The Great Undoing
Scientists tell us that, at the moment of death, certain parts of our bodies called macrophages begin the sequence of rebirth, as if potentially mirroring the processes of The Universe itself. That Black Hole thing.
You know what I’m talking about, the Black Hole thing? Where the whole Universe someday collapses into a Black Hole and comes out the other side? A brand-new Universe, fresh, all new?
You haven’t heard of that one? Maybe you’ve heard the Hindu version where it works with a lotus blossom. That’s alright, you won’t be around for it.
Typical of everything we see around us, so much of which mirrors something else. Doppelgängers, echoes, reflections of something somewhere. A twin that walks into your life from across an ocean, perhaps. A dog that reminds us of an uncle. A cloud that looks like a galaxy. Not necessarily an illusion, even if people tell us so. Not necessarily some dark Freudian subconscious figment. Perhaps more a Jungian artifact passing through time, suddenly appearing in our cave.
But those macrophages hammering away inside your dead body, cellular rebirths, they still don’t stop the undoing of human life. Your little cells are trying to rebirth you, but you’re done for. You’re already dead and they don’t know it.
Poor little things.
Undoing. In time, all things will be undone. Some things undone sooner with our assistance. Some things better off undone. Others cannot be undone soon enough and are better off forgotten. Then, some cannot be forgotten, either, at least not in your lifetime. What, then?
My former cat was born, like all cats, instinctively knowing, through fear, it cannot lose an eye or a leg, not even its tail. These losses for a cat cannot be undone, nor, once done, could they ever be forgotten.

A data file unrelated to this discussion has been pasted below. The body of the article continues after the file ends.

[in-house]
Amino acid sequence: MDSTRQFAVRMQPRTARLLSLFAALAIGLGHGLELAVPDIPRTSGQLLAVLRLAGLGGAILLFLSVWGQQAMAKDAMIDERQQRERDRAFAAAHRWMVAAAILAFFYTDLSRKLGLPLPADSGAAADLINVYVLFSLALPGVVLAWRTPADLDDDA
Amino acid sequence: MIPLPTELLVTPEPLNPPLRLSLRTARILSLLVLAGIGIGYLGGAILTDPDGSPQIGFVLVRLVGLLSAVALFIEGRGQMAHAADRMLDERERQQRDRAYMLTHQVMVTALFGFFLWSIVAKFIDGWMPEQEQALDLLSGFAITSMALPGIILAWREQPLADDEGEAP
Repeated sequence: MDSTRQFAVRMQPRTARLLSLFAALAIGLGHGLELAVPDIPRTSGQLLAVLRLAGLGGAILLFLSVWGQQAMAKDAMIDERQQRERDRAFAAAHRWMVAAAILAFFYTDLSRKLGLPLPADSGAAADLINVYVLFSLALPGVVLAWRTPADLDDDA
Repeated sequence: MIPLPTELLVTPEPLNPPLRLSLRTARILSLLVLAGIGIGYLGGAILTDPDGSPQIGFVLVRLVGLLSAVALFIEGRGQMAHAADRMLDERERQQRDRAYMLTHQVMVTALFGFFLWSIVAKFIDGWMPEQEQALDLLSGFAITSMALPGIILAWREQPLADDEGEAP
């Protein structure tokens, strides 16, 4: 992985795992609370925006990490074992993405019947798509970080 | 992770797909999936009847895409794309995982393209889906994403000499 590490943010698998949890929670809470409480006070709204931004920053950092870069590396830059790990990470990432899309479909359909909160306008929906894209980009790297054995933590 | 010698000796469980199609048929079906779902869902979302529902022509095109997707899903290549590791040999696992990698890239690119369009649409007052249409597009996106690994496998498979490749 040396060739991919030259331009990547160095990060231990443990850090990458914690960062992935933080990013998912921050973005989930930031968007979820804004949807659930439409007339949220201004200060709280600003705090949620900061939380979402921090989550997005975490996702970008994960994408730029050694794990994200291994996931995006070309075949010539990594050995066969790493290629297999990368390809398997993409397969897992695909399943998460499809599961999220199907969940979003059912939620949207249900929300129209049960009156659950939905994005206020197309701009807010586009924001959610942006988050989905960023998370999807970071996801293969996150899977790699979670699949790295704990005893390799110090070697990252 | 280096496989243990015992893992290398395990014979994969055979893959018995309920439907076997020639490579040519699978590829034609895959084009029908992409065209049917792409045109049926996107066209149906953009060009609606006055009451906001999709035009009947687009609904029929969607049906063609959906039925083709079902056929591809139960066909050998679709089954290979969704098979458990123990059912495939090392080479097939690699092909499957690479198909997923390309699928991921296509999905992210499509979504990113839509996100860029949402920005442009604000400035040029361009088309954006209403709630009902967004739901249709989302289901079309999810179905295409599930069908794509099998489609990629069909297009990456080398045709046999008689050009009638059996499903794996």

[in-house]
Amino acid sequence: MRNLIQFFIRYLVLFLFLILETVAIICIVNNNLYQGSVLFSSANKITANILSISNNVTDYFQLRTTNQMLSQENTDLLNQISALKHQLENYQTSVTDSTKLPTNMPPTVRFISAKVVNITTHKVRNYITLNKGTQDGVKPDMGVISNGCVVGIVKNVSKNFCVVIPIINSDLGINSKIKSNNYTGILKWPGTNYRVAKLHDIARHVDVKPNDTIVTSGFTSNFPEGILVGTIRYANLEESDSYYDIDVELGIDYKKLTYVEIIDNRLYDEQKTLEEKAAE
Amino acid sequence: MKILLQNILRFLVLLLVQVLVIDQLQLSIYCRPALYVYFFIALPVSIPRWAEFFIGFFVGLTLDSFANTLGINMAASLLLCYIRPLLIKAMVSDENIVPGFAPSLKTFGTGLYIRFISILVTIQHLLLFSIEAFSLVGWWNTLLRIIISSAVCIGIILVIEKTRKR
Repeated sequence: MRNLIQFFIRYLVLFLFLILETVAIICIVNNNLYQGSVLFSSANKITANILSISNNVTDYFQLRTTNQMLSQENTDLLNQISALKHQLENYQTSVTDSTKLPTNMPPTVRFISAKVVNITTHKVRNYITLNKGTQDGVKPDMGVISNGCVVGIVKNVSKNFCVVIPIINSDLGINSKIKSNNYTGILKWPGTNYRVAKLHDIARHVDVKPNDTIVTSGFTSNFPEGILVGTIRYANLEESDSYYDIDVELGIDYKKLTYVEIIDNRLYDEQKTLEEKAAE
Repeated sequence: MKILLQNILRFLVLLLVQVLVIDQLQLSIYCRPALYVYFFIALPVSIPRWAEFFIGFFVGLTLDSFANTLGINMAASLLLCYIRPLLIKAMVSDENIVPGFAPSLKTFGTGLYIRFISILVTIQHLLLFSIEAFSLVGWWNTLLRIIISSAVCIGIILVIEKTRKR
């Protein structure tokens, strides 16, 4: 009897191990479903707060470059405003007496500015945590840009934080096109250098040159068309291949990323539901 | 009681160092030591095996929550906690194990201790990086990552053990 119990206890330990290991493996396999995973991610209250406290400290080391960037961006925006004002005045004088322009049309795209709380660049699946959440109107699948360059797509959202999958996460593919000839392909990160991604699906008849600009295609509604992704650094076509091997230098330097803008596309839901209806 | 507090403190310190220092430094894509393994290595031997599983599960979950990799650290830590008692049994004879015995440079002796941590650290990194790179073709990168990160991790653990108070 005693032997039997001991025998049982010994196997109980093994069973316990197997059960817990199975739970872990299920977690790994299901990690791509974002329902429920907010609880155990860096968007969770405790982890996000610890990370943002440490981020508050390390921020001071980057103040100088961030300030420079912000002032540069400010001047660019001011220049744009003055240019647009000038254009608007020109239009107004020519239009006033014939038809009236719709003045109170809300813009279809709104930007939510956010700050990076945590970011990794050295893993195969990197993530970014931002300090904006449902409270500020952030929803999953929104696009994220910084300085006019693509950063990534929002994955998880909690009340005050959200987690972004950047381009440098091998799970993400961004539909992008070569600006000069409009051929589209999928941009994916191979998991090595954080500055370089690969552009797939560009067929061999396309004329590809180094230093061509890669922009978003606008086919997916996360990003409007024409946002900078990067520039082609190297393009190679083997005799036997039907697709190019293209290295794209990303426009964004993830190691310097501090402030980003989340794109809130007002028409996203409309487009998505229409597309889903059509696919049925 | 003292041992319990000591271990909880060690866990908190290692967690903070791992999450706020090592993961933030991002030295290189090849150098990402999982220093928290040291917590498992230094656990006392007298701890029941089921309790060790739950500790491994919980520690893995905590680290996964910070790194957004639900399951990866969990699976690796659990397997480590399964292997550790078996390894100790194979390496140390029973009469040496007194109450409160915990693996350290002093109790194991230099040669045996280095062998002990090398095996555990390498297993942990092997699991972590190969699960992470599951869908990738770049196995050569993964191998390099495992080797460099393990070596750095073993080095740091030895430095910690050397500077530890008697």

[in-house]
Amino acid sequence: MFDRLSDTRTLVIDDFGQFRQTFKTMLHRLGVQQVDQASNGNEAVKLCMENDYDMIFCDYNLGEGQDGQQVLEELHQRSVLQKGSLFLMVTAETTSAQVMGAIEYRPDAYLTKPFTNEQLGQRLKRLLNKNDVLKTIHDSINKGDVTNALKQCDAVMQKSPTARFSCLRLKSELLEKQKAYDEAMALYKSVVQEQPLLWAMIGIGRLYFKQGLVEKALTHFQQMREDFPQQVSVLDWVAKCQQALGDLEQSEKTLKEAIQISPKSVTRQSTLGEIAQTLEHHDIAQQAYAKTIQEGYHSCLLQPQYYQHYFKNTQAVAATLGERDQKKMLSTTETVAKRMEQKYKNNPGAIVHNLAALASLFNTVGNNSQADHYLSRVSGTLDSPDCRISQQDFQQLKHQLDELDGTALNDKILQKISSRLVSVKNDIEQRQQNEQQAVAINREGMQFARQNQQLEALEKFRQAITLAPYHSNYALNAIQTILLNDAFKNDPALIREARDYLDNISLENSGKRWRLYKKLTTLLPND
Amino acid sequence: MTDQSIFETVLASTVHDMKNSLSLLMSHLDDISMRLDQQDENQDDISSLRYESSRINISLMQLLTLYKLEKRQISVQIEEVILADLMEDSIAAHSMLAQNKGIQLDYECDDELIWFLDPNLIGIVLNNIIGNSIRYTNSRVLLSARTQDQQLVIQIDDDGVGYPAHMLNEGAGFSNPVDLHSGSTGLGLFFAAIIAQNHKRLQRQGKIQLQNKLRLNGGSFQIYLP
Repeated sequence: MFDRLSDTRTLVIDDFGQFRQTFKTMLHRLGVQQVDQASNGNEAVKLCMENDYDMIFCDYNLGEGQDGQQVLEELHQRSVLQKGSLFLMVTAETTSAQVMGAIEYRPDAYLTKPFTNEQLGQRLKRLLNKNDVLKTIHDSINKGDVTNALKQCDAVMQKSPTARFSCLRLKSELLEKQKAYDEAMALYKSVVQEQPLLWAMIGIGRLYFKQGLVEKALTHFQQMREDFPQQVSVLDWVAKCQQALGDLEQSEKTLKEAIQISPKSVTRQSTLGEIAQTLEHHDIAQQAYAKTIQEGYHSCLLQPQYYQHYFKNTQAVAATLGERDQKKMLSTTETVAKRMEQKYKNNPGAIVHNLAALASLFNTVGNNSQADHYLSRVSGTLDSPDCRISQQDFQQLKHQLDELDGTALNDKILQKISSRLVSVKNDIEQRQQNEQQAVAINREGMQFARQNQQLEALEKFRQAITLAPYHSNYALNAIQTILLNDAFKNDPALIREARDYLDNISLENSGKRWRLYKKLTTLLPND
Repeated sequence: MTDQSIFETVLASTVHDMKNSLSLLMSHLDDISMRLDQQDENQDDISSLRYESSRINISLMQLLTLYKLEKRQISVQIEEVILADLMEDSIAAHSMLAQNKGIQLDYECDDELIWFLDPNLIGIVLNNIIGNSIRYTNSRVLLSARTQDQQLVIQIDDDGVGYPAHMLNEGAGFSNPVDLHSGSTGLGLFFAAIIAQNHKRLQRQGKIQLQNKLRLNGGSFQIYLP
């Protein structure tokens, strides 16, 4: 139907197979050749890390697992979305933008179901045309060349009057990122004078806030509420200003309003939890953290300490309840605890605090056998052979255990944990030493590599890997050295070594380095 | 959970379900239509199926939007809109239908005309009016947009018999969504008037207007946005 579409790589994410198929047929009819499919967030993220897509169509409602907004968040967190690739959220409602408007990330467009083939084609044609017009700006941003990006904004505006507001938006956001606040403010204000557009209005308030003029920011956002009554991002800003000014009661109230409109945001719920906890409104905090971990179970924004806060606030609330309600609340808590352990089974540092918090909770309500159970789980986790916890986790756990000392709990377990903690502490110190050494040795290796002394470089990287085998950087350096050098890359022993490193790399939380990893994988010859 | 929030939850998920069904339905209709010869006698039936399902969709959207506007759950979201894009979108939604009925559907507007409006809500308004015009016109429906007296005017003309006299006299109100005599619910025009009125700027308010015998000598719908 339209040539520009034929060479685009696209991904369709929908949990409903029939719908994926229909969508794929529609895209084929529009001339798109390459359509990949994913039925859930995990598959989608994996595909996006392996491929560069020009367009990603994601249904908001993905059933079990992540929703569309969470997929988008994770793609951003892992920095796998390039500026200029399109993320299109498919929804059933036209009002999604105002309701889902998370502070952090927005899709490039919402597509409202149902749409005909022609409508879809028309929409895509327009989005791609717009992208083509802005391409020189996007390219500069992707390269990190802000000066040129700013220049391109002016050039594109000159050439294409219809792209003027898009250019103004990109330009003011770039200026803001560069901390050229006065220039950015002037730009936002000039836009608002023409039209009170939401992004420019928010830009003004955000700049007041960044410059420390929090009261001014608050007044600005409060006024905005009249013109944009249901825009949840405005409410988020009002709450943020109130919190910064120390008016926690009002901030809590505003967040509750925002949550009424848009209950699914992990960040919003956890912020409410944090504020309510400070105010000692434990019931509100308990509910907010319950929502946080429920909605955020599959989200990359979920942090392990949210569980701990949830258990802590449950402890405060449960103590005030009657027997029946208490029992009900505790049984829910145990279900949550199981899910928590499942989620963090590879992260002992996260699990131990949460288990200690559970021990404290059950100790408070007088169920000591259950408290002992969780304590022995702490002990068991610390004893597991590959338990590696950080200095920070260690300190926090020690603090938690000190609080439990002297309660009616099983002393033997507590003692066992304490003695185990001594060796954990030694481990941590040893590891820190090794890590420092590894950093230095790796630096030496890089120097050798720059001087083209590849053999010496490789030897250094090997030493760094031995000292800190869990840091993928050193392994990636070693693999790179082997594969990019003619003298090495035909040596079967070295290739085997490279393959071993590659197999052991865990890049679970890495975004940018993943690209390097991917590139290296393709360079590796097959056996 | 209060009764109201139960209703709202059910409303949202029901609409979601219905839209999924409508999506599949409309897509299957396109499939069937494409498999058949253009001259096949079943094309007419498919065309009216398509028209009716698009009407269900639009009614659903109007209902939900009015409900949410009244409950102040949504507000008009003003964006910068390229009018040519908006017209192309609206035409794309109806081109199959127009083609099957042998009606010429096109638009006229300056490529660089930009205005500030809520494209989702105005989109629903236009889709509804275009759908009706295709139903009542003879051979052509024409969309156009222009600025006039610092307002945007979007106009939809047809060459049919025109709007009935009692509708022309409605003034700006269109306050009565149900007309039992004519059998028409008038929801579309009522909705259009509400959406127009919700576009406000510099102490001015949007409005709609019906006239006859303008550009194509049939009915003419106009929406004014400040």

When I found her, filthy, crouching alone, shivering underneath the lower S-curve of a dirty old toilet in a rundown, filthy, ammonia-stinking San Francisco Tenderloin apartment on Geary, in three rooms being shared by fourteen or fifteen Malaysian immigrants and upwards of forty felines of various age and breed, so small I could hold her sandy, tabby body in the palm of my hand, she was close to an undoing.
They all were, all the cats and all the friendly, smiling, poverty-stricken refugees from that strife-torn, heat-strafed undoing of islands somewhere to the ocean-blossoming West.
I was sent to undo the undoing of some other of their soon-to-be-undoings. Another cat they had stolen. Asked by a friend too afraid to go there. Get it back and be off.
Unfortunately, that cat was lying awkwardly, eyes shut, throat cut, in an old refrigerator. I left it, and them, for their futures, something I could not undo. But I did hold their door open for a moment as the Malaysians screamed and some living cats scramboobled out around my feet. Unforeseen reward in my pea coat pocket, sleeping.
Poor people love their pets.
On the WAY-off chance this might win, kindly donate that ten-spot to the kitty.
Not my kitty.
And anyone interested…